4 year old Niamh learns about what makes you dizzy when you spin.
If you spin around enough times and then stop suddenly, you may find yourself feeling dizzy. brain. 4 year old Niamh helped me to learn all about dizziness by spinning around with me and then telling me what she was feeling.
The body can sense things like whether we are standing up or lying down through three little fluid filled channels in the inner ear that make up the vestibular system. When this fluid moves as we move, it tells our brain what movements we are making and our brain puts this information together with what it sees with our eyes to determine how we are moving.
If you take a bowl of water and spin it really fast, you will notice that when you stop the fluid still spins a little bit due to inertia. The same happens in your ear, as you spin the fluid moves in the direction that you are spinning and when you stop suddenly, it still wants to flow in that direction for a little bit and so tells your brain that you are still moving. Your eyes however can see that you have stopped, which sends two opposite signals to your brain, one saying that you are moving and one saying that you are not. This confusing signal crossover is what causes us to feel dizzy and you can usually counter it by quickly spinning the opposite direction once before you stop spinning, as this moves the fluid back into the right place :)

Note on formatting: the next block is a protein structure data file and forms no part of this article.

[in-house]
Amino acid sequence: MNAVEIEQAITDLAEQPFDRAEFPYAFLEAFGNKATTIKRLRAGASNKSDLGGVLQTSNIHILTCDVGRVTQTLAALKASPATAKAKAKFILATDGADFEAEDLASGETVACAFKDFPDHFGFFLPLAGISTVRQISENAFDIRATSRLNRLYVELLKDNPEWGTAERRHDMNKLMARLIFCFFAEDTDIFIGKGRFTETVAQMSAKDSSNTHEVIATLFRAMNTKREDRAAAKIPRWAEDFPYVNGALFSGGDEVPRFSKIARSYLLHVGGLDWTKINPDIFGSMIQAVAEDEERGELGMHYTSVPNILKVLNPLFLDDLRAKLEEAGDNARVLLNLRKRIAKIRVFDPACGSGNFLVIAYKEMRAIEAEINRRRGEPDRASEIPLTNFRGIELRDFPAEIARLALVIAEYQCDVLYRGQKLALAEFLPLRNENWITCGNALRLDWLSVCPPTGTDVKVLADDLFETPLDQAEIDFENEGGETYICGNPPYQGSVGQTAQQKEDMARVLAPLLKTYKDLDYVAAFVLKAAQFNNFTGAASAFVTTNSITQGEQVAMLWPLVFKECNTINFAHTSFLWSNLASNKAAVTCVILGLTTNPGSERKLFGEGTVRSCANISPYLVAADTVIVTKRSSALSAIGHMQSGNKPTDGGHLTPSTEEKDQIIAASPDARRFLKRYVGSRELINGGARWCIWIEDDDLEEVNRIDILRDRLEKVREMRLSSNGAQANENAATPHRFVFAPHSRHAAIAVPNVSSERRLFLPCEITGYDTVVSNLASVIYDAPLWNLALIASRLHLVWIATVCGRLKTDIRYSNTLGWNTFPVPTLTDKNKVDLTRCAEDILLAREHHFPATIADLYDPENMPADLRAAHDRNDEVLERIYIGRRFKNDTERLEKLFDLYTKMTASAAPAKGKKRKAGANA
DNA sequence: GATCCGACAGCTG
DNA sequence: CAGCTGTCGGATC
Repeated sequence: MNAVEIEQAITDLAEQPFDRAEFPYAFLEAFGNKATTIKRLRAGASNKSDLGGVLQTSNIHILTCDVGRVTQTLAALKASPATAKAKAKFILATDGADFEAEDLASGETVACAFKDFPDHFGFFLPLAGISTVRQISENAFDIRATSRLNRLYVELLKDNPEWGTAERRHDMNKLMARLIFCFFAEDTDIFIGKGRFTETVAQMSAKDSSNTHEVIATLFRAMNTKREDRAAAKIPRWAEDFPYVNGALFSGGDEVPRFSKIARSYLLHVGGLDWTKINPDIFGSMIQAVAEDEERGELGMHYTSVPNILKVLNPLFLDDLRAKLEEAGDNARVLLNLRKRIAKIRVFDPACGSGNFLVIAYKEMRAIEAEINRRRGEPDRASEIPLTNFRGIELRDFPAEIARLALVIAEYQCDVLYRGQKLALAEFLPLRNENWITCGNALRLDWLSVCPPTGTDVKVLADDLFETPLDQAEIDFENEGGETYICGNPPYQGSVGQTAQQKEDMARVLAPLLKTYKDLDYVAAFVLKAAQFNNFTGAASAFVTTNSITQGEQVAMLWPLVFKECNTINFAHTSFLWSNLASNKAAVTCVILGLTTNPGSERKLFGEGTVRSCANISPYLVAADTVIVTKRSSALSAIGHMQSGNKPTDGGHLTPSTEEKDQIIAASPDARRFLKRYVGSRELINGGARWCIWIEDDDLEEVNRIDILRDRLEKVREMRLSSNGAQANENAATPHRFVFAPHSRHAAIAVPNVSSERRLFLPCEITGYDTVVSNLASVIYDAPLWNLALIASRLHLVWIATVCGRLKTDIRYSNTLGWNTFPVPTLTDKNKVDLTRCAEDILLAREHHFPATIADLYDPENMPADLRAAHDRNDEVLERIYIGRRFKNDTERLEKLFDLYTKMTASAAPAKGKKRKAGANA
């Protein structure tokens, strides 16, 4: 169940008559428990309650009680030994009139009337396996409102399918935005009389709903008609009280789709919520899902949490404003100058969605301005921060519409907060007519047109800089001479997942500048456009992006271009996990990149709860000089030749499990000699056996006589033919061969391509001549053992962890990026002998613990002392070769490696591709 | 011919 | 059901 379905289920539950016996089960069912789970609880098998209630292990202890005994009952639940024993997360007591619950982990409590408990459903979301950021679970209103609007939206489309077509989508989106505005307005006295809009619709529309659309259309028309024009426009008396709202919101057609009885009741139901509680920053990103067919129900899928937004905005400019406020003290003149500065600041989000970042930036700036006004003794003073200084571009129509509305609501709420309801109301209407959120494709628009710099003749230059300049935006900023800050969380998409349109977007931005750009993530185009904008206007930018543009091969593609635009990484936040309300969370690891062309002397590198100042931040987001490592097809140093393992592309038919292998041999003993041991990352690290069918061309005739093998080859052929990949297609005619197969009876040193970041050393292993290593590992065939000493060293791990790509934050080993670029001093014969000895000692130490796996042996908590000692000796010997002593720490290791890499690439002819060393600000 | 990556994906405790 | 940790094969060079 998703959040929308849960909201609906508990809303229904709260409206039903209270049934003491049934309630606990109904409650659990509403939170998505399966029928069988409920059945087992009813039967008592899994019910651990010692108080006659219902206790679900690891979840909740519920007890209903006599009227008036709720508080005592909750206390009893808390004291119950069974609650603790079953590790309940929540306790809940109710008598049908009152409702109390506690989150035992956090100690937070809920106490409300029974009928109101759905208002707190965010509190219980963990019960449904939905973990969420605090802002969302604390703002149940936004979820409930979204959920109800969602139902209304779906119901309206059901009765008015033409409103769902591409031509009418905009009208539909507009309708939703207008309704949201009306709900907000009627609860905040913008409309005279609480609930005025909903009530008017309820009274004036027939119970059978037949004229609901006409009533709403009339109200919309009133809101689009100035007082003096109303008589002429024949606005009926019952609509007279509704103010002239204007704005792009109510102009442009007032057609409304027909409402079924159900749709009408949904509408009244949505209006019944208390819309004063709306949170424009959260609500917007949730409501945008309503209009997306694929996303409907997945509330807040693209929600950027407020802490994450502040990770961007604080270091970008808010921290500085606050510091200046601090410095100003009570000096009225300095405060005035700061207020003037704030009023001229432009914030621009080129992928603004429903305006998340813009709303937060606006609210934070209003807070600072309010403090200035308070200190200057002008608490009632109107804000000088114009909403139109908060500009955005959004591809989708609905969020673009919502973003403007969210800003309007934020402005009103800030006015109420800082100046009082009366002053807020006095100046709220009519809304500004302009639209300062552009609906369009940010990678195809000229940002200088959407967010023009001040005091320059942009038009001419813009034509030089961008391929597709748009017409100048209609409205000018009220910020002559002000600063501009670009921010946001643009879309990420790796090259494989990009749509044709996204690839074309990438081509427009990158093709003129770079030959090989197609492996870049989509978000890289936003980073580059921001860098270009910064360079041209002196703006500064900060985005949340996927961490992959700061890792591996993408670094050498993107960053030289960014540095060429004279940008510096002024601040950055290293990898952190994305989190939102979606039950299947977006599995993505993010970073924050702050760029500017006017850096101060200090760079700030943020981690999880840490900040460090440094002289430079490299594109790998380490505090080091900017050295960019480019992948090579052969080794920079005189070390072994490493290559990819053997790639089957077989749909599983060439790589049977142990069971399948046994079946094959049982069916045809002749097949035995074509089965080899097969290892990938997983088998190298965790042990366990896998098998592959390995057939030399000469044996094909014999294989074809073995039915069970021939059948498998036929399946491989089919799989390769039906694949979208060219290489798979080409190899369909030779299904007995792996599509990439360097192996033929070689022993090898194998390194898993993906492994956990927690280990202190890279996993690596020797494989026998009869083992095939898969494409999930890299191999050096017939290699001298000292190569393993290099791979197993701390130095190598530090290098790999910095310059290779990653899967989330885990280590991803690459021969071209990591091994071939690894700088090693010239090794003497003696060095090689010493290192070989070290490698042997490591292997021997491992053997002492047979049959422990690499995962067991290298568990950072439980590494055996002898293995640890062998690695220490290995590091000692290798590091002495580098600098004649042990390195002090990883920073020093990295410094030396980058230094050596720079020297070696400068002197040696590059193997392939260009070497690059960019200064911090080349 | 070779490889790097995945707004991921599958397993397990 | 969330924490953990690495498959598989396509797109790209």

What I learned from this experiment is that I become much more dizzy than Niamh does for the same number of spins!